In September of 1984 I was reading in Plato’s Euthyphro, a dialog on what is piety or impiety. It begins in a very interesting way. Some kind of court suit has been brought against Socrates by a young man known as Meletus. The charge is that Socrates is corrupting the young.

Socrates states, “He says he knows how the youth are corrupted and who are their corruptors. I fancy that he must be a wise man, and seeing that I am the reverse of a wise man, he has found me out, and is going to accuse me of corrupting his young friends. And of this our other, the state, is to be the judge.”

Then Socrates observes that “this is only the first step; he will afterwards attend to the elder branches; and if he goes on as he has begun, he will be a very great public benefactor.” At this point the person with whom Socrates is dialoguing responds, “My opinion is that in attacking you he is simply aiming a blow at the foundation of the state. But in what way does he say that you corrupt the young?”

Socrates then replies that he is “a poet or maker of gods, and that I invent new gods and deny the existence of old ones; this is the ground of his indictment.” This is a very relevant discussion for the situation that exists today in our world—the rise of radical Islam with its emphasis on Sharia law and the forced conversion of all who oppose the rule of Allah’s leaders; the rising anger of secular thinking considering all religious belief as wrong-headed and to be denied any hearing anywhere; hostile gender/politically-correct police who oppose any who question or deny them and what they want to force on all society. How does this dialogue apply to our situation today? It applies because Christians have invaded the temples of “secular gods,” “gender gods,” and “political gods,” raising questions and seeking to point to what they believe is the true God. Christians are not trying to force people to believe, but to convince them intellectually and spiritually. Thus, Christians are being challenged by the priests of these systems in order to preserve them.

Socrates then put his finger on the real problem in saying, “For a man may be thought wise; but the Athenians, I suspect, do not much trouble themselves about him until he begins to impart his wisdom to others; and then for some reason or other, perhaps as you say, from jealousy, they are angry.”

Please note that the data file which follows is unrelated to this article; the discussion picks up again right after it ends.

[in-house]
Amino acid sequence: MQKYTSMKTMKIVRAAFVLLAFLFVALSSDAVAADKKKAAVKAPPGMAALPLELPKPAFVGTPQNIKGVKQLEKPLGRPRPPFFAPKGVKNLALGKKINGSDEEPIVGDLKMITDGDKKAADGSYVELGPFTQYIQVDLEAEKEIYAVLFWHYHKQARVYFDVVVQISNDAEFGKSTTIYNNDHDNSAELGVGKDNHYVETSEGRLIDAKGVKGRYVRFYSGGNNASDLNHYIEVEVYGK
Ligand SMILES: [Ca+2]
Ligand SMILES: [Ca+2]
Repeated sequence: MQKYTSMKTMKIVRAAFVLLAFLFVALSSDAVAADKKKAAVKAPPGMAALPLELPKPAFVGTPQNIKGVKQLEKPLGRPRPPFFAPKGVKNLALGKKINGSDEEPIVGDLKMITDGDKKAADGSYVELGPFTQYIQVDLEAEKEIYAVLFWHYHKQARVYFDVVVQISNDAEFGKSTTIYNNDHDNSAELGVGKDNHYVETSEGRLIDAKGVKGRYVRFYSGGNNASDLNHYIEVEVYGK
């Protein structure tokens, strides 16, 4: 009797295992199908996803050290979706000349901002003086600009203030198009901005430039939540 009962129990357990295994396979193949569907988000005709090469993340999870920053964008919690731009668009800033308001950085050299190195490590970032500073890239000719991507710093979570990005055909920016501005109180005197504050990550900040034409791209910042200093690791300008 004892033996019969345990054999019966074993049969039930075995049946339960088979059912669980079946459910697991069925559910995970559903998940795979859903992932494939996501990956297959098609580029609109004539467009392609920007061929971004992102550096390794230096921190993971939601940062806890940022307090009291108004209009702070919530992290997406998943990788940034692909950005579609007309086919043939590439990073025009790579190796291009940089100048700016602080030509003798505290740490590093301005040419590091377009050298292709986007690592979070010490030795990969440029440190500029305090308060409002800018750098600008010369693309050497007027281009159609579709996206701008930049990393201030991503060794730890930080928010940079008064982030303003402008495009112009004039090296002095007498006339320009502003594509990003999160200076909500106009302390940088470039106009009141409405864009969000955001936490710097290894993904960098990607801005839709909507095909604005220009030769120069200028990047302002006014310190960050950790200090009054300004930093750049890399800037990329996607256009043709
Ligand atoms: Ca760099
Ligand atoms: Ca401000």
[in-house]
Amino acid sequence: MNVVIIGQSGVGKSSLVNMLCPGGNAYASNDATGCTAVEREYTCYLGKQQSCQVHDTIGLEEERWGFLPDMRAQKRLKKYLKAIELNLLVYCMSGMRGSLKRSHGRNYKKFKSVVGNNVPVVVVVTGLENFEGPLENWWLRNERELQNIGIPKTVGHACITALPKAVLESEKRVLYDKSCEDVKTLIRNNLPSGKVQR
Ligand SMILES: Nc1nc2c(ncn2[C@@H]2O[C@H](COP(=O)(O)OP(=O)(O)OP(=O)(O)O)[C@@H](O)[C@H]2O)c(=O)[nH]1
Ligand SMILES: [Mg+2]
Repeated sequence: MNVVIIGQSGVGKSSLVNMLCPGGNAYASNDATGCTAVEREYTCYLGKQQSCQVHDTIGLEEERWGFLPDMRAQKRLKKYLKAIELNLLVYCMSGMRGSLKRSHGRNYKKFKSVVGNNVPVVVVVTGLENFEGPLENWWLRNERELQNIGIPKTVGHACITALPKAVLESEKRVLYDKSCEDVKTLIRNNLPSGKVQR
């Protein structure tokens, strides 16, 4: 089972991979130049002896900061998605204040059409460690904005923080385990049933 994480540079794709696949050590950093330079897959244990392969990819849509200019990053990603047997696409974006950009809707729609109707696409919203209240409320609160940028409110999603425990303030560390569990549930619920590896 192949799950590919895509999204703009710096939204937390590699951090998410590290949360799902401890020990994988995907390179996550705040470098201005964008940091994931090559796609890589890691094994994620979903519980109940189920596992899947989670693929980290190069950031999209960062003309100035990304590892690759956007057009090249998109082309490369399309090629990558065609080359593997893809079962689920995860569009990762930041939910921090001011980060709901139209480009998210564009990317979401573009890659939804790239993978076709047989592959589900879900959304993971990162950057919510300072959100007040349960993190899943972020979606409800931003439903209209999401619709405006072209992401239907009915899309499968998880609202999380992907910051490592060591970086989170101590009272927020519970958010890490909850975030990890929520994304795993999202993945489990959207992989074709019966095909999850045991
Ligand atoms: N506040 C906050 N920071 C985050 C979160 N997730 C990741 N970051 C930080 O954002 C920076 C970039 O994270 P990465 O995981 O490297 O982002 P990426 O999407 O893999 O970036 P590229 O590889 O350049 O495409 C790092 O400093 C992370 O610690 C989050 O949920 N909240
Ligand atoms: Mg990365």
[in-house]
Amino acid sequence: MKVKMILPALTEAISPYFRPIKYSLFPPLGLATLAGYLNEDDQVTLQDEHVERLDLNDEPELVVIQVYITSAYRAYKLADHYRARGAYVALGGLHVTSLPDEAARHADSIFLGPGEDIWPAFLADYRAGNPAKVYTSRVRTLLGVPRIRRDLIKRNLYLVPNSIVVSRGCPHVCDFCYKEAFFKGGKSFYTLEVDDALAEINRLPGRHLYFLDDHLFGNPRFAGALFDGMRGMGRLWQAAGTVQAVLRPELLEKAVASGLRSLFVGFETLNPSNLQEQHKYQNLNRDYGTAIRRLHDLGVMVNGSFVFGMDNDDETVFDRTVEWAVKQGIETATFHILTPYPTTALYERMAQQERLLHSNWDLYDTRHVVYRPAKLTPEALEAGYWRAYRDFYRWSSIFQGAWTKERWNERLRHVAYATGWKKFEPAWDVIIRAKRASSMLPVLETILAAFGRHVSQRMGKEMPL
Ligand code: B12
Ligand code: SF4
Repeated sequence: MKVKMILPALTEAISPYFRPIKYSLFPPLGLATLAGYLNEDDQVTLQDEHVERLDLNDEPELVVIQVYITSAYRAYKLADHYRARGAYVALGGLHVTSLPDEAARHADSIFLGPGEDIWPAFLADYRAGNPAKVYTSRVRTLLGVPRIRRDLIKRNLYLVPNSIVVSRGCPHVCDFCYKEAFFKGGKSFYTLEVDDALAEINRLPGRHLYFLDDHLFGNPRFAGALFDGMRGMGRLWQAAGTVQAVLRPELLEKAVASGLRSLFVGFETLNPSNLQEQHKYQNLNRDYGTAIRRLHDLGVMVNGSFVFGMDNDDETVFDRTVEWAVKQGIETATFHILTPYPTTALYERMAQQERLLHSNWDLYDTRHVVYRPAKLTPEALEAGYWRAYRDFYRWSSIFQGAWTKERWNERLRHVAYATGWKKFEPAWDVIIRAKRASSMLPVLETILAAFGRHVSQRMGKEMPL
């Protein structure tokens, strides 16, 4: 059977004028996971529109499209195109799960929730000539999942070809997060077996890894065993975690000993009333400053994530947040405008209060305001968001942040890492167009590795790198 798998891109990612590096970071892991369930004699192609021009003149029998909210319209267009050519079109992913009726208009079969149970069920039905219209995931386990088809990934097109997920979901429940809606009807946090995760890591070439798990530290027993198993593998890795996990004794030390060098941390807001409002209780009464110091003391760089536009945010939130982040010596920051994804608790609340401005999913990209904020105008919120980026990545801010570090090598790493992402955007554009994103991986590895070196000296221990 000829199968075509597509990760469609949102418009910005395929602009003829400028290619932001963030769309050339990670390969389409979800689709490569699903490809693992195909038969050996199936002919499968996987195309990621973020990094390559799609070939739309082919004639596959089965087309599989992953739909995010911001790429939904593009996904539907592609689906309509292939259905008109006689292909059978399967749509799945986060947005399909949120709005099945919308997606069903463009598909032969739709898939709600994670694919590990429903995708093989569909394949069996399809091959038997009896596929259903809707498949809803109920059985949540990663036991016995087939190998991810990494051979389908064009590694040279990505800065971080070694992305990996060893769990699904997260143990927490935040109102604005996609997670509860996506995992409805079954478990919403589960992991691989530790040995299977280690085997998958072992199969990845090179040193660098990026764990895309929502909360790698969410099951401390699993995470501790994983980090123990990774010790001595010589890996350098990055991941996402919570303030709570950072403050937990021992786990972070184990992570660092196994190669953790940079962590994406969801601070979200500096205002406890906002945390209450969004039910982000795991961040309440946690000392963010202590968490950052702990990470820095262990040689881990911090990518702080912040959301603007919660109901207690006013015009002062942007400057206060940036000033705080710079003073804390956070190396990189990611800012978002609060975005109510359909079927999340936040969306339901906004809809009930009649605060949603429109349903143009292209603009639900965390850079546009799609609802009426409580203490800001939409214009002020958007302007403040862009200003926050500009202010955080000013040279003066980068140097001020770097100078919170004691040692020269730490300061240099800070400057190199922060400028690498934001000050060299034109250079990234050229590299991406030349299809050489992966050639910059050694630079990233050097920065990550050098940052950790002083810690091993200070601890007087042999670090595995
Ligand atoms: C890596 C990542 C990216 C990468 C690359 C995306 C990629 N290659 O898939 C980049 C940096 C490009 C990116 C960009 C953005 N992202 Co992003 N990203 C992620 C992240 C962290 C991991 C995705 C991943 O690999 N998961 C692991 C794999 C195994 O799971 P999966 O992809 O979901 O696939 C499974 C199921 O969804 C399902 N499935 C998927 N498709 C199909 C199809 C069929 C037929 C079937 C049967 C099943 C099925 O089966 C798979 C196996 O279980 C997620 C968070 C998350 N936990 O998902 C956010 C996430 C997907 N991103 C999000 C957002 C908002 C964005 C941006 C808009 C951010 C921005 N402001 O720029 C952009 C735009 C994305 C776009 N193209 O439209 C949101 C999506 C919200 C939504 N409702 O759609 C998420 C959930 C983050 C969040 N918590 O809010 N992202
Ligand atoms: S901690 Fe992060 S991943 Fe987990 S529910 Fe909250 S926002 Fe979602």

This is the key. A man can have his religion and believe it, but when he begins to try to share it with others, then . . . ah . . . then that is a problem. We can have freedom of speech, but when we begin to exercise it and speak about the evils and sins of society, then . . . ah . . . then that is a problem. We have pointed out a serious problem as we seek to share our faith and its solution to obvious failings.

Public discussion, a public conversation, or what I’ve been terming in these columns in the past “a community conversation,” becomes a problem. The state doesn’t mind us talking about religion behind the walls of the church, but it is when and where we get out from behind those walls that problems come. The state doesn’t mind us talking about religion in church, it is just when we begin to hit them in the pocket book and to teach what is contrary to their views and to take children out from their influence that problems arise. The state, however, is not the controller. It is the controlled. The state does not exist to see that I do right. It exists because of me. We are the state. The state is not separate from us, it is an extension of us. We believe, as our Declaration of Independence and Constitution clearly argue that the state is a “social compact” voluntarily entered into for the mutual benefit of all. If a majority becomes convince that the state is wrong, then we can change the state. This is the very point that is now emerging in the confrontation between Conservatives and Progressives in the political arena, between the Tea Parties and the Traditional Political Parties. There may even be problems with what we say behind the church walls.

Plato was not correct in his statement that the state is a “mother.” It is not a mother. It is not a guardian. It is not a parent. It is a compact of persons. That compact is not greater than the parts of which it is composed. The state cannot “lord it over” all in society and dominate them, dictate to them. It can only act when one individual or group of individuals become abhorrent or wayward and rises against the compact. But our Declaration of Independence clearly states that there is virtue in those who rise against such dictation and dismantle the “compact” to create another more reasonable and right. In this very situation I favor “the tea party” movements. There are many examples of wayward government and political leadership that point to this real problem.

Our “community conversations” should result in some common agreements and commitments to act reasonably and appropriately to strengthen and sustain our country. As citizens we should be patriotic and active as voters. I would ask again, as I have done before, don’t you think we need some “tea”? We should all embrace the same fundamentals and basics regarding our government and political process. When those basics and processes are violated, then we should remove those from office who are guilty, regardless of race, religion, color, gender or political party. What do you think about what is happening and the direction our country has taken in recent times?

— Share your ideas with Jerry Hopkins by email at You can also share information by snail mail at Dr. Jerry Hopkins, P. O. Box 1363, Marshall, TX 75671. Dr. Jerry Hopkins is a historian and a retired university professor.